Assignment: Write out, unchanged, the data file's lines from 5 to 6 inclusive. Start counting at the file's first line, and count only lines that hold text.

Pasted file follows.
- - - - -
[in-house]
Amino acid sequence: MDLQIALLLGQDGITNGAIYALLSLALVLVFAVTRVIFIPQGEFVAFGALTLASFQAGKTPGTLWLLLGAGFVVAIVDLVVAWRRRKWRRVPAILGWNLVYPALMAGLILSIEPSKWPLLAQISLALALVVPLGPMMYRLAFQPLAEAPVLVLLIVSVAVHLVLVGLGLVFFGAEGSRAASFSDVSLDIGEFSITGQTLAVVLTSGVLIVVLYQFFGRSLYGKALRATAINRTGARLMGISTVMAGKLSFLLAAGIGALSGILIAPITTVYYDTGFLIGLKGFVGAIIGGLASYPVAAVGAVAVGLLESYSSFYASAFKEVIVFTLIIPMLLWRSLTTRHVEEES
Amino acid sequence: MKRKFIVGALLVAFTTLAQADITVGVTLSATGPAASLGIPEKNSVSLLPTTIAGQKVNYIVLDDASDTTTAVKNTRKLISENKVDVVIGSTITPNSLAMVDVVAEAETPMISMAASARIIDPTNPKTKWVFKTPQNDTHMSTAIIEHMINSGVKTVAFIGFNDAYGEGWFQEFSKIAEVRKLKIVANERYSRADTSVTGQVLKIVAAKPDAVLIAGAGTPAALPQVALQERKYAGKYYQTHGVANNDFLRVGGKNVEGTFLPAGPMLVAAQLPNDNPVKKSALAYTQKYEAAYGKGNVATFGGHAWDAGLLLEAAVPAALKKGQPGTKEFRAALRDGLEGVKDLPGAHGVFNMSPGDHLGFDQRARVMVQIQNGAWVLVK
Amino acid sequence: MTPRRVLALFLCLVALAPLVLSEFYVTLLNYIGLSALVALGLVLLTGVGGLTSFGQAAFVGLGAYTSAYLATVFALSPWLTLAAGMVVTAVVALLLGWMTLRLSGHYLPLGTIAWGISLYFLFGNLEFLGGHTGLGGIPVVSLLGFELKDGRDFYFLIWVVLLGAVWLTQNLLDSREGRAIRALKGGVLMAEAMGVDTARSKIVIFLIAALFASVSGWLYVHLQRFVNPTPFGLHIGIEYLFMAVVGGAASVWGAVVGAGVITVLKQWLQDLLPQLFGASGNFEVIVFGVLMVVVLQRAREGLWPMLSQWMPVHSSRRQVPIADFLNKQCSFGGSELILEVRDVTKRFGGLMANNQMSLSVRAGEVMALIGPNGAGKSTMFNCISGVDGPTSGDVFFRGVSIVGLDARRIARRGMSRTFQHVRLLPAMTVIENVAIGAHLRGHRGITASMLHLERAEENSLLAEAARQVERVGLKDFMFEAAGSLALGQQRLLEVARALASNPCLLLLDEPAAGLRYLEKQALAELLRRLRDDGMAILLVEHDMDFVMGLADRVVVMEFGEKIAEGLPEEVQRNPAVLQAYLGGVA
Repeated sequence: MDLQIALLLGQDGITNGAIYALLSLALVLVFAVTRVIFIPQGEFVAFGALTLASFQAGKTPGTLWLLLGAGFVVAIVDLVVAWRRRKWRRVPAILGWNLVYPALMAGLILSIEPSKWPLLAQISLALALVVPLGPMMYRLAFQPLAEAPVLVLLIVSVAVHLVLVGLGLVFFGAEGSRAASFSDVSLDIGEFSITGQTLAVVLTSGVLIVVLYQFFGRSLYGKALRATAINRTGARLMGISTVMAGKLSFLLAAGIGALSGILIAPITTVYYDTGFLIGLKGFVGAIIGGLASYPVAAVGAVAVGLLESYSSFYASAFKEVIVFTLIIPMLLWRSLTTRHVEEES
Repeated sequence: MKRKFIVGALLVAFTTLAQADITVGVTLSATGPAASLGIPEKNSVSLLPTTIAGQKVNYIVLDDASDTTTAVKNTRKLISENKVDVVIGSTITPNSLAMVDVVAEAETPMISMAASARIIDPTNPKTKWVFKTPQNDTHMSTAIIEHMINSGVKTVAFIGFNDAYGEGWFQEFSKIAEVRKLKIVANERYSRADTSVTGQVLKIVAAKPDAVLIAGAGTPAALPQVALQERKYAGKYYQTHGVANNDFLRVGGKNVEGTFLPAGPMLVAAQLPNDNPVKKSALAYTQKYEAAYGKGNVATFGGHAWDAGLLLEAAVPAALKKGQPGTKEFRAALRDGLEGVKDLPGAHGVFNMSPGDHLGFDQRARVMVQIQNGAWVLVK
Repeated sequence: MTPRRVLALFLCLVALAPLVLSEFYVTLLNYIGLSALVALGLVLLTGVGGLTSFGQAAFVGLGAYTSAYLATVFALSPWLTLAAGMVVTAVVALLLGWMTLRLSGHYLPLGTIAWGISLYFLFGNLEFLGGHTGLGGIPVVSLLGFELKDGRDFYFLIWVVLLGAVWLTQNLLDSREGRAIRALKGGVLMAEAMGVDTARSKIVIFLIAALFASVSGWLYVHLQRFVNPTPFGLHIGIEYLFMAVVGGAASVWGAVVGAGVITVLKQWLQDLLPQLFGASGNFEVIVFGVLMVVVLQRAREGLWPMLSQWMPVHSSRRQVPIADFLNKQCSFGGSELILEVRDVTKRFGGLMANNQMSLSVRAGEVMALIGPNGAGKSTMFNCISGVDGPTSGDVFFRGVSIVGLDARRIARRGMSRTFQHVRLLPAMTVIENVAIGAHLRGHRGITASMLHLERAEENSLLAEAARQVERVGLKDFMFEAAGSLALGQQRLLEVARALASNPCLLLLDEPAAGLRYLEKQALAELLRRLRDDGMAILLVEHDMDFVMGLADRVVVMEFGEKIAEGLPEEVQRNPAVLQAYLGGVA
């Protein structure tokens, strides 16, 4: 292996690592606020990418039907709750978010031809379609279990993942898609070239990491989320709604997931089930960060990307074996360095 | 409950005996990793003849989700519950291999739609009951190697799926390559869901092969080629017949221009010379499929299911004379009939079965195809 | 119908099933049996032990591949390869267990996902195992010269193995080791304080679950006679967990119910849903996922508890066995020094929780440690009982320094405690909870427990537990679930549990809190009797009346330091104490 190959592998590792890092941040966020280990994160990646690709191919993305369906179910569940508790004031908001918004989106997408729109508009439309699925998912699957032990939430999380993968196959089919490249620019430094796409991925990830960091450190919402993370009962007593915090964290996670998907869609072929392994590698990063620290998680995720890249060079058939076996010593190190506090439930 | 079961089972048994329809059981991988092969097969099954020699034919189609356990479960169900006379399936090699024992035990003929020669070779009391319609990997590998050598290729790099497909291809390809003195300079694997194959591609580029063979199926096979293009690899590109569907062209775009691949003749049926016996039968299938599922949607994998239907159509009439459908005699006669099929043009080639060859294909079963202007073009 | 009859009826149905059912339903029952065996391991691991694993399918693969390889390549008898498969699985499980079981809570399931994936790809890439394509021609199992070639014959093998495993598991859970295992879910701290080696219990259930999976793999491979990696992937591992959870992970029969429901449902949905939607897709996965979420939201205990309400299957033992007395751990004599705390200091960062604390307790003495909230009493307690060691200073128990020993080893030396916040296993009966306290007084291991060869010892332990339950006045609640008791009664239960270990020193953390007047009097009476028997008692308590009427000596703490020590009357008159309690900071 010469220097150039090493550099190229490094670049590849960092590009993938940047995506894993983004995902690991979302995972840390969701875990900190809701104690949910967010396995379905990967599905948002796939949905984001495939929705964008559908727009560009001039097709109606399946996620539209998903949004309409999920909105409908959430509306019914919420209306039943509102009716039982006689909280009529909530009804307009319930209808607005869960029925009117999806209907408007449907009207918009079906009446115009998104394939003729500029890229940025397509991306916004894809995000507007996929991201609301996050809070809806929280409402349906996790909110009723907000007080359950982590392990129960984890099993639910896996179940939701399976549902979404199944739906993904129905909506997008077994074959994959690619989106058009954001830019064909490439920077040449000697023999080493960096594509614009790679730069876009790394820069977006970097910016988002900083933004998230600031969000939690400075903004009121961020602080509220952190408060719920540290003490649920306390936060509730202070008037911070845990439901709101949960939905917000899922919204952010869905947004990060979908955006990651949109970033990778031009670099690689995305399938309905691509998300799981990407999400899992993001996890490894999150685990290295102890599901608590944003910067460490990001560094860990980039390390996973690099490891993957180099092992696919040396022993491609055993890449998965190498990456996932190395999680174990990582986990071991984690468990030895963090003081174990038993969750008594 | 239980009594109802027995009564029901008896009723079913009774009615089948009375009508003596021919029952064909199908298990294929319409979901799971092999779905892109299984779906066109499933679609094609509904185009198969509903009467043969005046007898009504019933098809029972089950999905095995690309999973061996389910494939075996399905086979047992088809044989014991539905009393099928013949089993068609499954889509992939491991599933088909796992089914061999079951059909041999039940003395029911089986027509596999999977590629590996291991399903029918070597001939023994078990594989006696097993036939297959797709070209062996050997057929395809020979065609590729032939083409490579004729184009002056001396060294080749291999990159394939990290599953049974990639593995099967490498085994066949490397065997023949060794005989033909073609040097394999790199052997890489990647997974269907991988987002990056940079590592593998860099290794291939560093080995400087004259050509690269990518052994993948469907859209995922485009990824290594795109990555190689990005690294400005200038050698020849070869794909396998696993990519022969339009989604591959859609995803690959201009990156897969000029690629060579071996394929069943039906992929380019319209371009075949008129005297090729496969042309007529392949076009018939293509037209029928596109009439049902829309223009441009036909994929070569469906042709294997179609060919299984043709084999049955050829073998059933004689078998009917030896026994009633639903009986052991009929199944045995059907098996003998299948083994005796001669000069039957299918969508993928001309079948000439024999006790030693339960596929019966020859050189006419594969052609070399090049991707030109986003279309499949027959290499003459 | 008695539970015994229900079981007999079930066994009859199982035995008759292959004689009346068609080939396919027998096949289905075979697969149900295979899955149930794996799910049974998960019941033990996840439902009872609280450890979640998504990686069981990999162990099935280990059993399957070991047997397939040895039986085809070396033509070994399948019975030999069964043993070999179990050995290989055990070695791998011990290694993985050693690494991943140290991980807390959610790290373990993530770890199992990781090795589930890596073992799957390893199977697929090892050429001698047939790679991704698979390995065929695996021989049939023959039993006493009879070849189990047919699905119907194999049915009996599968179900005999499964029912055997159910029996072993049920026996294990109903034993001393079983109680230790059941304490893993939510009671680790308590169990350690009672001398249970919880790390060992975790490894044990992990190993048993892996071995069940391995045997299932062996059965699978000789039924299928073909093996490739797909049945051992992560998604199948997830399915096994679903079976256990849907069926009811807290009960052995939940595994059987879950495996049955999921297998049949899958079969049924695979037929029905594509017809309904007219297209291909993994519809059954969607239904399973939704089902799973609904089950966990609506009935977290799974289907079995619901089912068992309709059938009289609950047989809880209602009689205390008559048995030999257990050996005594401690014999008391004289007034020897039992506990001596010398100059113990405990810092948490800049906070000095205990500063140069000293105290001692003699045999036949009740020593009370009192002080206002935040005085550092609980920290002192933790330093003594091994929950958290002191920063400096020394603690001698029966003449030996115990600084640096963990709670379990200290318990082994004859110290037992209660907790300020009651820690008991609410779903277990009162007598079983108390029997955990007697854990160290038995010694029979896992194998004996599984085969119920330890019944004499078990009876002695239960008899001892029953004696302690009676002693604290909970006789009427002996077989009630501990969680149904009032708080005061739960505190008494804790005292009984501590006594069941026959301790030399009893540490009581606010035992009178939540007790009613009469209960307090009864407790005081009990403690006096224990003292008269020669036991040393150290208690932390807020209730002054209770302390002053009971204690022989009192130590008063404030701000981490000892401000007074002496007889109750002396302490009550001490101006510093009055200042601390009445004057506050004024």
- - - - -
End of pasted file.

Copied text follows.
Repeated sequence: MDLQIALLLGQDGITNGAIYALLSLALVLVFAVTRVIFIPQGEFVAFGALTLASFQAGKTPGTLWLLLGAGFVVAIVDLVVAWRRRKWRRVPAILGWNLVYPALMAGLILSIEPSKWPLLAQISLALALVVPLGPMMYRLAFQPLAEAPVLVLLIVSVAVHLVLVGLGLVFFGAEGSRAASFSDVSLDIGEFSITGQTLAVVLTSGVLIVVLYQFFGRSLYGKALRATAINRTGARLMGISTVMAGKLSFLLAAGIGALSGILIAPITTVYYDTGFLIGLKGFVGAIIGGLASYPVAAVGAVAVGLLESYSSFYASAFKEVIVFTLIIPMLLWRSLTTRHVEEES
Repeated sequence: MKRKFIVGALLVAFTTLAQADITVGVTLSATGPAASLGIPEKNSVSLLPTTIAGQKVNYIVLDDASDTTTAVKNTRKLISENKVDVVIGSTITPNSLAMVDVVAEAETPMISMAASARIIDPTNPKTKWVFKTPQNDTHMSTAIIEHMINSGVKTVAFIGFNDAYGEGWFQEFSKIAEVRKLKIVANERYSRADTSVTGQVLKIVAAKPDAVLIAGAGTPAALPQVALQERKYAGKYYQTHGVANNDFLRVGGKNVEGTFLPAGPMLVAAQLPNDNPVKKSALAYTQKYEAAYGKGNVATFGGHAWDAGLLLEAAVPAALKKGQPGTKEFRAALRDGLEGVKDLPGAHGVFNMSPGDHLGFDQRARVMVQIQNGAWVLVK